SEABROOK, N.H., 2:28 am. — We’re down to one day before the polls open, and for the candidates, it is game time. A few musings from the trail today:
Chris Dodd’s former New Hampshire chair, Joe Keefe, has endorsed Senator Barack Obama, and he was the first speaker at the Obama rally in Manchester on Sunday morning. I wondered if anyone in the audience knew who Dodd was.
I didn’t have much time to dwell on that thought, however. As Keefe walked to the podium and the crowd applauded with polite enthusiasm, a 40-something woman in front of me turned to her neighbor and asked, “Is that Obama?”Mr. Keefe is a white man.
She wasn’t joking, either.
Can someone buy the candidates a wristwatch, please? Senator Hillary Clinton’s rally in Hampton, N.H., was scheduled for 5 p.m. Great, right? At about 5:15 p.m., an aide took the stage and said the senator would be there shortly. At 6 p.m., he came back on stage and promised she would be there in 15 minutes. At 6:45 p.m., nearly two hours late, she finally arrived. I already complained about Senator Obama being tardy for his own rally this morning in Manchester. Apparently an afternoon Obama rally was similarly behind schedule. And John Edwards was chastised for his lateness last month, too. Punctuality is important! Jeez! How can you be president if you can’t even show up within, say, an hour of the right time? You can’t even blame Daylight Savings Time for that! What would Undergraduate Career Services do with these people? Philip Jones would have a field day!
My strategy thus far for determining the precise location of a rally or town hall meeting or whatever here in New Hampshire has been to drive to the high school or college campus or wherever and then just look for the row of satellite trucks, police cars, protesters, etc. (or, failing that, Salon’s Walter Shapiro, who was also at the Obama rally this morning) and then head in that direction. So tonight, I headed to Phillips Exeter Academy to hear former Senator Mike Gravel give a talk, assuming I would be able to find the senator using the above strategy. I forgot that, to the American mainstream media, I am more newsworthy than Mike Gravel at this point. There was no commotion to be found, no media, no nothing.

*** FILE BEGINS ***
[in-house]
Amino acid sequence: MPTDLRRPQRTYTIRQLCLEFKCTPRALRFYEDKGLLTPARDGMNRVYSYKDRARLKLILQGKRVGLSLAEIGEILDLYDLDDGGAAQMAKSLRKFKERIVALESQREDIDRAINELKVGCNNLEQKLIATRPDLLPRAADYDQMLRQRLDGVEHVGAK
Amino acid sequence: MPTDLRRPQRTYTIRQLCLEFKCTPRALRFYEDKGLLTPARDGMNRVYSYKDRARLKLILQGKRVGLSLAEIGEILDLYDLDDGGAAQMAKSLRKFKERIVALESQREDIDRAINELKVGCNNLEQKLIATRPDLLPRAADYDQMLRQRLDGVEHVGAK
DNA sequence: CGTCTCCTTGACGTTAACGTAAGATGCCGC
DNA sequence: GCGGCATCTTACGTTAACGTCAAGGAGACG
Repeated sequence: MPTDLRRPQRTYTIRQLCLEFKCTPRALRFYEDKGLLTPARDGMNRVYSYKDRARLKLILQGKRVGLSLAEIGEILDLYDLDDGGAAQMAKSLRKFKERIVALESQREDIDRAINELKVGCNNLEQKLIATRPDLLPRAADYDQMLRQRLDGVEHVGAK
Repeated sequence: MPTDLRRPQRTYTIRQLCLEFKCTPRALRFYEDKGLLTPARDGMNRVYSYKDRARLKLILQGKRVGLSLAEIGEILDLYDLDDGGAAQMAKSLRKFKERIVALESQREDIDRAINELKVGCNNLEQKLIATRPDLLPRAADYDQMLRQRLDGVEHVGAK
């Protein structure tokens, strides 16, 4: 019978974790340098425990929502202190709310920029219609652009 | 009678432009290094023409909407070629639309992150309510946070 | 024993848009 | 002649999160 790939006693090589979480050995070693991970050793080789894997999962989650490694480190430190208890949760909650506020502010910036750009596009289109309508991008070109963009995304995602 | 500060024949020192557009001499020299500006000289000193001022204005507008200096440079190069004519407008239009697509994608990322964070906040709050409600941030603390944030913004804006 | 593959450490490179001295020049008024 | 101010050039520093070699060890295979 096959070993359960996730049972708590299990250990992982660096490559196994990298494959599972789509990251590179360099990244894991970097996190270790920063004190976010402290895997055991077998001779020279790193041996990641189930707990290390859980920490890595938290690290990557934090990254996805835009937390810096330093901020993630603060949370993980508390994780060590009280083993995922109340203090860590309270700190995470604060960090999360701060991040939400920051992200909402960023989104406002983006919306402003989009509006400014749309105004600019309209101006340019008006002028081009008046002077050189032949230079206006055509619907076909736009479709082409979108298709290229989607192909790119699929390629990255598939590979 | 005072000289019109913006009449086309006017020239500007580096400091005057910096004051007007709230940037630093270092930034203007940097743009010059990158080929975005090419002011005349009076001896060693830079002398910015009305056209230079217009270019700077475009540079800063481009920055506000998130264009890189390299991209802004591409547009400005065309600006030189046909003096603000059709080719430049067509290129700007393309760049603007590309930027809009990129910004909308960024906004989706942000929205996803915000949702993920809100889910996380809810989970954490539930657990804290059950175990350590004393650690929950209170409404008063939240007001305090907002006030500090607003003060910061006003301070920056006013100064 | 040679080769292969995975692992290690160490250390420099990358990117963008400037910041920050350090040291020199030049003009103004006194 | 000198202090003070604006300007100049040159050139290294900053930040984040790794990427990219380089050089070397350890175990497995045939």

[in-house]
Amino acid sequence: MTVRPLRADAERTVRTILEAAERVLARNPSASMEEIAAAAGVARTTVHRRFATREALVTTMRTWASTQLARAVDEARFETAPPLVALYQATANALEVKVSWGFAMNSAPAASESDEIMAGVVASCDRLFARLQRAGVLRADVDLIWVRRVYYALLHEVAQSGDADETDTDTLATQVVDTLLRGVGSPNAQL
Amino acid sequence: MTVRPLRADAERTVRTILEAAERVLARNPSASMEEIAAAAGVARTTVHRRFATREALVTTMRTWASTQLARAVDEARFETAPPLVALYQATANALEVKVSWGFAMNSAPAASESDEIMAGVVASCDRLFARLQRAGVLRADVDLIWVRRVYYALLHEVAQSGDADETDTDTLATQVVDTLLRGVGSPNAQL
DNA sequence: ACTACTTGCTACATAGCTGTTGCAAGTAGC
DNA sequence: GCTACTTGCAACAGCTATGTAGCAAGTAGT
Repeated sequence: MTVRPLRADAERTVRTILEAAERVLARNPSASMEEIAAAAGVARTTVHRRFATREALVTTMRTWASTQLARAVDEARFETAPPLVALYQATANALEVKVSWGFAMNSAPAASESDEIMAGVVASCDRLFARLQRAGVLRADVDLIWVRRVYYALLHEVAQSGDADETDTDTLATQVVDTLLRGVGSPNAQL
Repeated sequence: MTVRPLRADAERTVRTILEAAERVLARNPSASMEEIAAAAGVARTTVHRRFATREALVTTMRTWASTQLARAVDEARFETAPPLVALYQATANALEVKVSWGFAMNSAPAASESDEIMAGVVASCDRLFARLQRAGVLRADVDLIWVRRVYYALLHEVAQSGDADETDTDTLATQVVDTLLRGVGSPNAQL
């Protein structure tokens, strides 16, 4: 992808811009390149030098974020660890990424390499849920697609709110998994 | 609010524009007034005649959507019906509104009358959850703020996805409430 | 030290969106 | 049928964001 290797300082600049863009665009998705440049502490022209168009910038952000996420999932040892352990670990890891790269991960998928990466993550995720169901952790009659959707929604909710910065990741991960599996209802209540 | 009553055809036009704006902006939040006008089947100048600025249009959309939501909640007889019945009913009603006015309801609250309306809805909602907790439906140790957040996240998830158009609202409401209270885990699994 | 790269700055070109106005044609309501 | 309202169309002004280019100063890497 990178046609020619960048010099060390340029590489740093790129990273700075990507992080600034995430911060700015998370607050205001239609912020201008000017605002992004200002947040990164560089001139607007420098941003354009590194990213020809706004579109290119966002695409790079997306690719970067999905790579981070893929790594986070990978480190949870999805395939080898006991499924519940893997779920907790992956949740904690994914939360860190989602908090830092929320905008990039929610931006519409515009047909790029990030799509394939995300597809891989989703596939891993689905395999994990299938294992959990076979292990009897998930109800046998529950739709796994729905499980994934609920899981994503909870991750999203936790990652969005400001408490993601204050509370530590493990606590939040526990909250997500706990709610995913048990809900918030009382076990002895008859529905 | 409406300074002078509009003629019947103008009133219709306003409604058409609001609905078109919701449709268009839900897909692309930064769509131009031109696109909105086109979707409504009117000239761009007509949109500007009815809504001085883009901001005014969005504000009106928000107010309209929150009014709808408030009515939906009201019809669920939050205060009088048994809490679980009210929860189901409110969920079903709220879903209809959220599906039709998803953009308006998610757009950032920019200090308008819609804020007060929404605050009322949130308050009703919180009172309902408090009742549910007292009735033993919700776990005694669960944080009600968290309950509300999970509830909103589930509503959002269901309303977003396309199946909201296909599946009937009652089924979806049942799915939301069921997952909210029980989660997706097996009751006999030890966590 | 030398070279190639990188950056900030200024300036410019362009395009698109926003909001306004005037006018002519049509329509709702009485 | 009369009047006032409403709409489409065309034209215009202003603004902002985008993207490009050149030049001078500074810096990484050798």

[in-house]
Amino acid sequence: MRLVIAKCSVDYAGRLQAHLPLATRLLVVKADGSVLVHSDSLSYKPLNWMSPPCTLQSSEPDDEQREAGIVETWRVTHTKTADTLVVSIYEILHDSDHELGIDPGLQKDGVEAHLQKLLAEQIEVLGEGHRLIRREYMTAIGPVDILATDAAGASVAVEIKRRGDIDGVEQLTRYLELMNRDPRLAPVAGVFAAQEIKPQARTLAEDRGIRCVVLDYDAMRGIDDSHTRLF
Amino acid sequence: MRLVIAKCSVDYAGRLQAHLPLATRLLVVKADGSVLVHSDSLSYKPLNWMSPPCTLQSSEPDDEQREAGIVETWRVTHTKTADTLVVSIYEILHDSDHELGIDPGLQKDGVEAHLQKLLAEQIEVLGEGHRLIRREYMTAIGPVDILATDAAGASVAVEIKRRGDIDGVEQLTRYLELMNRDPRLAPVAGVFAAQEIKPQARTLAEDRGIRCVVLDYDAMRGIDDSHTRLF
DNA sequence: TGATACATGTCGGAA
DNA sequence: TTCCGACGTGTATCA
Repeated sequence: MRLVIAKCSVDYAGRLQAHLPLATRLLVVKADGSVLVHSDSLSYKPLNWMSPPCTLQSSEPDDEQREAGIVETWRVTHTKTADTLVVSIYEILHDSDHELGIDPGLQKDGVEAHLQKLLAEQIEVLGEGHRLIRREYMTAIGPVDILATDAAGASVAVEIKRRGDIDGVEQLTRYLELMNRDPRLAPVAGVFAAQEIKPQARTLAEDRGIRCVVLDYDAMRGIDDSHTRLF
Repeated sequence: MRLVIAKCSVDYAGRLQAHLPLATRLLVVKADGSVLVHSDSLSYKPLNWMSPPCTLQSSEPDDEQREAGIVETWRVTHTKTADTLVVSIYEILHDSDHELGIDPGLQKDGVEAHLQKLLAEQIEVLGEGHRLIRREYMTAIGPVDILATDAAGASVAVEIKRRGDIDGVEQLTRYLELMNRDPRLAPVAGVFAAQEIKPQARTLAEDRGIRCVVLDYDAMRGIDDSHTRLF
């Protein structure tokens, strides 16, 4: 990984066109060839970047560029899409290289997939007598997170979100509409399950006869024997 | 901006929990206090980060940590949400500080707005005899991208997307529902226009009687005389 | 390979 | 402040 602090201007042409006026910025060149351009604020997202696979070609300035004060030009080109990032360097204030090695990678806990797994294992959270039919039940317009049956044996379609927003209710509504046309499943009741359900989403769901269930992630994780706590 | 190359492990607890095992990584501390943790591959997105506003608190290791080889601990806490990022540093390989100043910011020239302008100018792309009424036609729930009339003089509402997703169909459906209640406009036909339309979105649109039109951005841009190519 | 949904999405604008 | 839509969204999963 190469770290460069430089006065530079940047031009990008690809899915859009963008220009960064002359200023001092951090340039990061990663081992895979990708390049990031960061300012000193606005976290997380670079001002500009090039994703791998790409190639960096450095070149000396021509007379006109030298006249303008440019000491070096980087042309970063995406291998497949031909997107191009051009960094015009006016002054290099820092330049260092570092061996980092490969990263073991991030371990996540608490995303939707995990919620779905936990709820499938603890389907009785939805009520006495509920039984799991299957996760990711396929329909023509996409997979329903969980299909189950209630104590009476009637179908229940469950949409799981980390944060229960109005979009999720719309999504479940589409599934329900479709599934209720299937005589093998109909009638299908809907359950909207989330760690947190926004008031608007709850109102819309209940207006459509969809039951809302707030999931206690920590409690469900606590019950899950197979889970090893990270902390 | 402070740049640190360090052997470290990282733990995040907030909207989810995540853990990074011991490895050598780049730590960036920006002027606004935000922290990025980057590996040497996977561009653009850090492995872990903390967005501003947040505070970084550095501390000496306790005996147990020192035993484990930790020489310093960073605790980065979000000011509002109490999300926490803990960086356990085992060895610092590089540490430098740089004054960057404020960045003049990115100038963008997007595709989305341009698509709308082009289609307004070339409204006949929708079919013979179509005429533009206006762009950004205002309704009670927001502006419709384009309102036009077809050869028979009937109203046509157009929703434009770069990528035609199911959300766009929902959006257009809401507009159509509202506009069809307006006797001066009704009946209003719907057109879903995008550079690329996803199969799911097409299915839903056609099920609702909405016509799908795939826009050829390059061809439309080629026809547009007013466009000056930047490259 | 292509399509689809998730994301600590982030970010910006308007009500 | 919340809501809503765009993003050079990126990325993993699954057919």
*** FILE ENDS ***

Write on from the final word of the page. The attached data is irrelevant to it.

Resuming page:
Luckily, a security guard pointed me in the right direction. It was actually a very nice event — held in the Exeter library, it had the feel of a Master’s Tea. Except without refreshments.
Props to the New Haven media for putting some serious legwork into covering the primaries. First, the New Haven Independent sent a reporter to Iowa to Senator Christopher J. Dodd’s efforts to survive the Iowa caucus.Now, this week, News Channel 8 has been a regular presence here in New Hampshire. I spotted their truck at the debates Saturday night, and chief political correspondent Mark Davis reported live (perhaps the only reporter to do so?) from Hillary Clinton’s rally in Hampton, N.H., on Sunday night. Paparazzi photos below, of course.
Another pseudo-celebrity sighting on Sunday: Dana Milbank ’90 of The Washington Post. I think.
As the News’s fancy digital camera dangled from my neck at the Clinton rally, someone in the press pool approached me and asked if I could introduce her to a certain Pulitzer Prize-winning photographer whom she admired. I knew him from my work at the White House, right? No, I said. You see, as fancy as my camera may look and no matter how many press credentials I’m wearing simultaneously, I do not work at the White House. Until this morning, I did not even know how to turn the flash on my camera on and off.
— Thomas Kaplan